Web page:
In a series of mock-combat situations testing in the early 1960s with the M16, M14 and AK-47, the Army found that the M16's small size and light weight allowed it to be brought to bear much more quickly. Their final conclusion was that an 8-man team equipped with the M16 would have the same fire-power as a current 11-man team armed with the M14. U.S. troops were able to carry more than twice as much 5.56×45mm NATO ammunition as 7.62×51mm NATO for the same weight, which would allow them a better advantage against a typical NVA unit armed with AK-47, AKM or Type 56 assault rifles. (*AK-47/AKM magazines are much heavier than M14 and M16 magazines)


In 1977, NATO members signed an agreement to select a second, smaller caliber cartridge to replace the 7.62×51mm NATO cartridge. Of the cartridges tendered, the 5.56×45mm NATO was successful, but not the 55 gr M193 round used by the U.S. at that time. The wounds produced by the M193 round were so devastating that many consider it to be inhumane. Instead, the Belgian 62 gr SS109 round was chosen for standardization. The SS109 used a heavier bullet with a steel tip and had a lower muzzle velocity for better long-range performance, specifically to meet a requirement that the bullet be able to penetrate through one side of a steel helmet at 600 meters. This requirement made the SS109 (M855) round less capable of fragmentation than the M193 and was considered more humane.

The 5.56×45mm NATO inspired an international tendency towards relatively small-sized, lightweight, high-velocity military service cartridges that produce relatively low bolt thrust and free recoil impulse, favoring lightweight arms design and automatic fire accuracy. Similar intermediate cartridges were developed and introduced by the Soviet Union in 1974 (5.45×39mm) and by the People's Republic of China in 1987 (5.8×42mm).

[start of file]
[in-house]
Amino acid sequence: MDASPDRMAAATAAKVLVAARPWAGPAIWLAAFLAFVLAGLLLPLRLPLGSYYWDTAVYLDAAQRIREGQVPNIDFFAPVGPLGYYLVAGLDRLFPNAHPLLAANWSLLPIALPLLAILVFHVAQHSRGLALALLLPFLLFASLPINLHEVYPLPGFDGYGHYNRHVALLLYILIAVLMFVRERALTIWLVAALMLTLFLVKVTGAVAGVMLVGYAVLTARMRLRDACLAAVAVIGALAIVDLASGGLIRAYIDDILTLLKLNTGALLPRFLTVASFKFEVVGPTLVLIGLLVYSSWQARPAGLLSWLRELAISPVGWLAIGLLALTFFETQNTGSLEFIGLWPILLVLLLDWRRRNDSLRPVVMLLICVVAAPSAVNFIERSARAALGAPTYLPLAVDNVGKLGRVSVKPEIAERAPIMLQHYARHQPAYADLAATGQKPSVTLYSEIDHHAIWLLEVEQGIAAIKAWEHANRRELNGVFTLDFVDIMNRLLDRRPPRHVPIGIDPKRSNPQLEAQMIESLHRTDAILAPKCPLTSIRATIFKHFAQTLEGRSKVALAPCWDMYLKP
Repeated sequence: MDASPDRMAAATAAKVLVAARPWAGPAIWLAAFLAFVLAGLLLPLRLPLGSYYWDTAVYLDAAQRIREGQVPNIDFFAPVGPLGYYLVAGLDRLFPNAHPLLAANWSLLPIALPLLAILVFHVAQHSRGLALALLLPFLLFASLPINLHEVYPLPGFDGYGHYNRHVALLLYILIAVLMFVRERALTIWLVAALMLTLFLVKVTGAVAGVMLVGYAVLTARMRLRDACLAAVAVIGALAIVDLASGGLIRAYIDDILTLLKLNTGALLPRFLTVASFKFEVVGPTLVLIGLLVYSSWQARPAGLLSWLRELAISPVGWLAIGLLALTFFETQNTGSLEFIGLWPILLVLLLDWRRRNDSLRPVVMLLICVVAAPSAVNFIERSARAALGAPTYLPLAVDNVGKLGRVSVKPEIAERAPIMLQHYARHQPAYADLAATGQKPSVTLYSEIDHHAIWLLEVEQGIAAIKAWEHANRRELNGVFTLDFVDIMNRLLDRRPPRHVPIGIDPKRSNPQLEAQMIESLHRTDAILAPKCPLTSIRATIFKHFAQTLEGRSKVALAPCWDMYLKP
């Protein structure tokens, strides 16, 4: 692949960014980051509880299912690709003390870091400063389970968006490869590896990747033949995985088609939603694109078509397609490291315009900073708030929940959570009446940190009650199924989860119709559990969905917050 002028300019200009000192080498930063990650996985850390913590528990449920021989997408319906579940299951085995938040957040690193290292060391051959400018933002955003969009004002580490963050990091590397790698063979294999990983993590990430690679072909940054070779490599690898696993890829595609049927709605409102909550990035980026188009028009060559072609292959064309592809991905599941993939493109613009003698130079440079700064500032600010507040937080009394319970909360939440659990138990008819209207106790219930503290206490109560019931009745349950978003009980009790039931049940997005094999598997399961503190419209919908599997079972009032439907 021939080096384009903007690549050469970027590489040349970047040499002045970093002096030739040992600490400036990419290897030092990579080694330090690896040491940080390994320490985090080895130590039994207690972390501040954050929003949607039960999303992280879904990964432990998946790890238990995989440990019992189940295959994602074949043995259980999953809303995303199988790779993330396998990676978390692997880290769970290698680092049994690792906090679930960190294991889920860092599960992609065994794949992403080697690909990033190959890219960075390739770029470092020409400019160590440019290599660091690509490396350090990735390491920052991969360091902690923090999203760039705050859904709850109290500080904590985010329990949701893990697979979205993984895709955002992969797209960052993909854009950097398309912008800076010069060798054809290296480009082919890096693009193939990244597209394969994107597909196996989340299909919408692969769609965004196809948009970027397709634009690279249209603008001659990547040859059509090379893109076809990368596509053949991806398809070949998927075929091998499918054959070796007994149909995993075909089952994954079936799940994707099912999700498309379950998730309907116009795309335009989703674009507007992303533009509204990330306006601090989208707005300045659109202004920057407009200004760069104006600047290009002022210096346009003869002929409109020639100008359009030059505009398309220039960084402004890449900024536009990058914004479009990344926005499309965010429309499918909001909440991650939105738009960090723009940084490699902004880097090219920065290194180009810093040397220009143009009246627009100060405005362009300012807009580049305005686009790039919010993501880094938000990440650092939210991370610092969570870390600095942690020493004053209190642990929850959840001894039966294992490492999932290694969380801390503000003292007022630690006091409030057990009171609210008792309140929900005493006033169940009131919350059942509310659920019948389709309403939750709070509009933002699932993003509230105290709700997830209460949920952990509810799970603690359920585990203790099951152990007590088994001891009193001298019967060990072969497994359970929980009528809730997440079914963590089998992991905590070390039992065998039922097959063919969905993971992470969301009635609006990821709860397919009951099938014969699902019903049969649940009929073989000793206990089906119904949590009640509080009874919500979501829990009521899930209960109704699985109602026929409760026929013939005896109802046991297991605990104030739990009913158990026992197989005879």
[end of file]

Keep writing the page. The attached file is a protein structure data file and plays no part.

6.5mm Grendel

6.5mm Grendel

The 6.5mm Grendel (6.5×39mm) is an intermediate cartridge designed by Arne Brennan, Bill Alexander and Janne Pohjoispää as a low recoil, high accuracy, 200-800 yard cartridge specifically for the AR-15 platform. It is an improved variation of the 6.5mm PPC. Since its introduction it has proven to be a versatile design and is now expanding out into other platforms including bolt-action rifles and the Kalashnikov system.


The name "6.5mm Grendel" was a trademark owned by Alexander Arms until it was legally released to allow the cartridge to become SAAMI standardized.


Development and History

The 6.5mm Grendel design goal was to create an effective 200-800 yard AR-15 magazine length loaded cartridge for the AR-15 platform that surpassed the performance of the native 5.56 NATO / 223 Remington cartridge. Constrained by the length of the 5.56 mm NATO round, the Grendel designers decided to use a shorter, larger diameter case for higher powder volume while allowing space for long, streamlined, high ballistic coefficient (BC) bullets. Firing factory loaded ammunition loaded with bullets ranging from 90 to 129 grains (5.8–8.4 g), its muzzle velocity ranges from 2,500 ft/s (760 m/s) with 129- and 130-grain (8.4 g) bullets to 2,900 ft/s (880 m/s) with 90 gr (5.8 g) bullets (similar in velocity to a 5.56 mm 77-grain (5.0 g) round).


The case head diameter of the Grendel is the same as that of the parent case the .220 Russian, the 7.62×39mm, and PPC cases. This is larger than the 5.56×45mm NATO, thereby necessitating the use of a non-standard AR-15 bolt. The increased case diameter results in a small reduction in the capacity of standard size M16/AR-15 magazines. A Grendel magazine with the same dimensions as a STANAG 30-round 5.56 magazine will hold 26 rounds of 6.5mm ammunition.


6.8mm Remington SPC

6.8mm Remington SPC

The 6.8 mm Remington Special Purpose Cartridge (aka 6.8 SPC, 6.8 SPC II & 6.8×43mm) is a rifle cartridge that was developed by Remington Arms in collaboration with members of the U.S. Army Marksmanship Unit, United States Special Operations Command to possibly replace the 5.56 NATO cartridge in a Short Barreled Rifle(SBR)/Carbine.


Based upon the .30 Remington cartridge, it is midway between the 5.56×45mm NATO and 7.62×51mm NATO in bore diameter and muzzle energy. It uses the same diameter bullet (not usually the same weight) as the venerable .270 Winchester hunting cartridge.